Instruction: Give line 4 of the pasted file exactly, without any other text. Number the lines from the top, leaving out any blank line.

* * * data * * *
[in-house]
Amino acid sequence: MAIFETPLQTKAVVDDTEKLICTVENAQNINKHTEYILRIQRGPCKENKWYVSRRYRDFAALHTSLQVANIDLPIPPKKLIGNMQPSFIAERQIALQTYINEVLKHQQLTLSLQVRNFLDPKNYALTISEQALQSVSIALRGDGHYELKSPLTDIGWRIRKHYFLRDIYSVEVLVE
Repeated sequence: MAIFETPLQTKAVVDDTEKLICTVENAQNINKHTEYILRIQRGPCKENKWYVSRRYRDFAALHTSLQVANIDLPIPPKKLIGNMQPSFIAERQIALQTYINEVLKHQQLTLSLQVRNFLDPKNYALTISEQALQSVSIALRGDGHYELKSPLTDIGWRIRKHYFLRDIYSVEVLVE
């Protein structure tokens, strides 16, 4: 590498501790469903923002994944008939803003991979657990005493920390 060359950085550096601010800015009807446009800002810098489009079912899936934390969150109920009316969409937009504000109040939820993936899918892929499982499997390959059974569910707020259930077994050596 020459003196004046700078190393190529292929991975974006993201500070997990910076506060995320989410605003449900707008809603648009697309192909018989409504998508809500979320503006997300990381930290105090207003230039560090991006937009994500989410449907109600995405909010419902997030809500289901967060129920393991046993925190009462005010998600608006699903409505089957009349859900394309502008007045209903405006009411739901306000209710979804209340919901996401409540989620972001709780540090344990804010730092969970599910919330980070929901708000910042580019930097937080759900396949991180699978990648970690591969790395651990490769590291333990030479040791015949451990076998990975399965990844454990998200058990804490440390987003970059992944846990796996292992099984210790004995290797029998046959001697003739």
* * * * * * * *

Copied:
């Protein structure tokens, strides 16, 4: 590498501790469903923002994944008939803003991979657990005493920390 060359950085550096601010800015009807446009800002810098489009079912899936934390969150109920009316969409937009504000109040939820993936899918892929499982499997390959059974569910707020259930077994050596 020459003196004046700078190393190529292929991975974006993201500070997990910076506060995320989410605003449900707008809603648009697309192909018989409504998508809500979320503006997300990381930290105090207003230039560090991006937009994500989410449907109600995405909010419902997030809500289901967060129920393991046993925190009462005010998600608006699903409505089957009349859900394309502008007045209903405006009411739901306000209710979804209340919901996401409540989620972001709780540090344990804010730092969970599910919330980070929901708000910042580019930097937080759900396949991180699978990648970690591969790395651990490769590291333990030479040791015949451990076998990975399965990844454990998200058990804490440390987003970059992944846990796996292992099984210790004995290797029998046959001697003739």